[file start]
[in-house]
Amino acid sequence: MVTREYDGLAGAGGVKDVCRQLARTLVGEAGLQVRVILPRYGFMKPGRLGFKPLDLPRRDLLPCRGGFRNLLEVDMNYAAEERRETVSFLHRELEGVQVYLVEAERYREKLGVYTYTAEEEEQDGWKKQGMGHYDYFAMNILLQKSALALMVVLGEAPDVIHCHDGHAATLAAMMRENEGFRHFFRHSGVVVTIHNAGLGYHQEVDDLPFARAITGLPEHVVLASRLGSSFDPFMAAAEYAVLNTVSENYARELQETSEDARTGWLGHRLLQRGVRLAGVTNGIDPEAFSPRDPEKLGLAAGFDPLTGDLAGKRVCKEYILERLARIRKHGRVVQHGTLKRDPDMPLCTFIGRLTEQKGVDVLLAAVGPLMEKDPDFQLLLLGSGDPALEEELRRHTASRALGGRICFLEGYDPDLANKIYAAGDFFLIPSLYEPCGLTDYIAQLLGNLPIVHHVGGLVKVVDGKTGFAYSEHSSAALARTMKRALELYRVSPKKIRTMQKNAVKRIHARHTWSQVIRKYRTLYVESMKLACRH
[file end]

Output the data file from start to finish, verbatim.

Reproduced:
[in-house]
Amino acid sequence: MVTREYDGLAGAGGVKDVCRQLARTLVGEAGLQVRVILPRYGFMKPGRLGFKPLDLPRRDLLPCRGGFRNLLEVDMNYAAEERRETVSFLHRELEGVQVYLVEAERYREKLGVYTYTAEEEEQDGWKKQGMGHYDYFAMNILLQKSALALMVVLGEAPDVIHCHDGHAATLAAMMRENEGFRHFFRHSGVVVTIHNAGLGYHQEVDDLPFARAITGLPEHVVLASRLGSSFDPFMAAAEYAVLNTVSENYARELQETSEDARTGWLGHRLLQRGVRLAGVTNGIDPEAFSPRDPEKLGLAAGFDPLTGDLAGKRVCKEYILERLARIRKHGRVVQHGTLKRDPDMPLCTFIGRLTEQKGVDVLLAAVGPLMEKDPDFQLLLLGSGDPALEEELRRHTASRALGGRICFLEGYDPDLANKIYAAGDFFLIPSLYEPCGLTDYIAQLLGNLPIVHHVGGLVKVVDGKTGFAYSEHSSAALARTMKRALELYRVSPKKIRTMQKNAVKRIHARHTWSQVIRKYRTLYVESMKLACRH